Late whale season to blame for spate of shark attacks?

A BALLINA resident and former professional diver has hatched a new theory explaining the spate of great white shark attacks this year - and when the sharks are more likely to strike again.

Nick Brennan, who has a background in marine science, has dubbed his theory the "hungry shark theory".

He theorises that an unusually late whale migration season had forced some great whites to go hungry and find different sources of protein.

"My belief is the whales being late and potentially more clustered together has resulted in less feeding opportunities for a portion of the white shark population at a key time," Mr Brennan explained.

"My thoughts are that a portion of the population hasn't fulfilled their need for calories and thus are heading close to shore to feed on schooling fish like the Australian salmon."

The other aspect to Mr Brennan's theory is the timing of shark attacks, which according to records of recent encounters are clustered around the full moon, as opposed to the new moon.

Mr Brennan's explanation for this is twofold - one that full moon tides are more dynamic, with bigger highs and lower lows, and according to the old fisherman's saying 'no run, no fun' they create more feeding opportunities for predators.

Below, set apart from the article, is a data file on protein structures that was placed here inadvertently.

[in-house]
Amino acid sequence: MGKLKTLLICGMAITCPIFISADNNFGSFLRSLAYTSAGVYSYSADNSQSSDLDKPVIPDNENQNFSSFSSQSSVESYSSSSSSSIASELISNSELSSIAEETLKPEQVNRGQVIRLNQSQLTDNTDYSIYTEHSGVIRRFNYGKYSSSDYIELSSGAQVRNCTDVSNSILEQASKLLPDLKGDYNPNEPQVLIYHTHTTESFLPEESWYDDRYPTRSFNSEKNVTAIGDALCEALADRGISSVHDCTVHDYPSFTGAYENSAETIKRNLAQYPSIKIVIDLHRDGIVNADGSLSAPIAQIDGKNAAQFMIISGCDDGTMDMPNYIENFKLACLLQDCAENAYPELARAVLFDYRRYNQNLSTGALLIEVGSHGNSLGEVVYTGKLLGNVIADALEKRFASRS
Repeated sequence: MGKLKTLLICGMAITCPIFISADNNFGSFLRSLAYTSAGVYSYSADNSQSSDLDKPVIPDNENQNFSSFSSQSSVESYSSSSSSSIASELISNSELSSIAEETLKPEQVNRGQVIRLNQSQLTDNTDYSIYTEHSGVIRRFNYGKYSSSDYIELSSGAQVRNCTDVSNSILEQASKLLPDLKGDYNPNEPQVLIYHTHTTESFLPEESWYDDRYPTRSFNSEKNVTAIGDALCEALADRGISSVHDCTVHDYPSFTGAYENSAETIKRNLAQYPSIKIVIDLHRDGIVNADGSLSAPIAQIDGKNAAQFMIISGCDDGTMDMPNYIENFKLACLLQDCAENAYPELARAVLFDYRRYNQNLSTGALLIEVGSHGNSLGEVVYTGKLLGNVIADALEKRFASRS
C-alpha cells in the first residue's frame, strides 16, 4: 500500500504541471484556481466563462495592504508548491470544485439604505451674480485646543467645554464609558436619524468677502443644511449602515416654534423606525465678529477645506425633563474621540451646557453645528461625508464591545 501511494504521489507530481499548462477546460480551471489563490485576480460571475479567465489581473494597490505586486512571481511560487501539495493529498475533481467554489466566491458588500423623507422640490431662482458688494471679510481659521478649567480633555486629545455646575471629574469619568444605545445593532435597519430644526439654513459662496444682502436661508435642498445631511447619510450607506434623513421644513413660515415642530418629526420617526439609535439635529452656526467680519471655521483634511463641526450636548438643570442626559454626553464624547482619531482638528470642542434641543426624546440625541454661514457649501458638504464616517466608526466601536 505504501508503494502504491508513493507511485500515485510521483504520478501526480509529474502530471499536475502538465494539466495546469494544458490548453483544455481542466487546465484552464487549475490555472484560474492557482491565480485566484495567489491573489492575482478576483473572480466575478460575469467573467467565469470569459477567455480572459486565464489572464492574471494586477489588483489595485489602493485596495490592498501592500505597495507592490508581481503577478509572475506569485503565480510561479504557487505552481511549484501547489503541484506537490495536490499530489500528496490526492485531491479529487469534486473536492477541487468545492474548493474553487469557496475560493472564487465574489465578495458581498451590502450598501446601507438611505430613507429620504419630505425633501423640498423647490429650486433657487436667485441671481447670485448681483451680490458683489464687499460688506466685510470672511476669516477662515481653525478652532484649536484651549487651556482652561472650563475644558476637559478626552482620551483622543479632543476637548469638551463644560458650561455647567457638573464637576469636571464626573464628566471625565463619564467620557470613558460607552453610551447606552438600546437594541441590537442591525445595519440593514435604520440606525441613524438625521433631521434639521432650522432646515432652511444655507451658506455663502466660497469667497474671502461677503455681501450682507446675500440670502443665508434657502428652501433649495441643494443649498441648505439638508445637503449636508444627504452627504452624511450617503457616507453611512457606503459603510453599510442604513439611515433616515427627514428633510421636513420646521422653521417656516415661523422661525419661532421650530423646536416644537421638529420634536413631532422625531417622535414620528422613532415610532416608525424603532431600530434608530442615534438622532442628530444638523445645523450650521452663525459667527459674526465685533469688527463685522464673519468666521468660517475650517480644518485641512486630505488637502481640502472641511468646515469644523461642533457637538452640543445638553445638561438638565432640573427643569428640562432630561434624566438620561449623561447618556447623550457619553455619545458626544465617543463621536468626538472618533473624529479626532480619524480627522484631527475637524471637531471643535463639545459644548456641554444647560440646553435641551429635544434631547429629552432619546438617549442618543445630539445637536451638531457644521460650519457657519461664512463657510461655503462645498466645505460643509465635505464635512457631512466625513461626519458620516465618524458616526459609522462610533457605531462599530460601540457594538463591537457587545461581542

Second, unlike other sharks, great whites have "extremely good eyesight", using it to identify and hunt their prey.

"As the full moon approaches there is light after sunset and white sharks are perhaps approaching a time where they are peaked up to get their calories," Mr Brennan speculated.

This is contrary to other sharks such as bulls and tigers, which are more typically known to enjoy low light conditions around the new moon and poor water visibility as a competitive advantage to stalk prey.

The theory would also explain why the two fatal and two serious attacks since September last year - all attributed to great whites - took place in almost perfect water conditions and sunshine.

Supporting this, the majority of documented great white attacks in Western Australia, South Australia and South Africa have occurred in clear water.

Such attacks have thrown the general theory that shark attacks usually happen in low light and murky water conditions.

Mr Brennan said his theory was purely speculative and "never meant to be a conclusion" although he was glad it was firing debate.

"I wrote it... to remind people that white sharks are a creature dictated by their biology and their surrounds and are in a struggle just like the rest of us," he said.

"The good news is I don't believe this will last."



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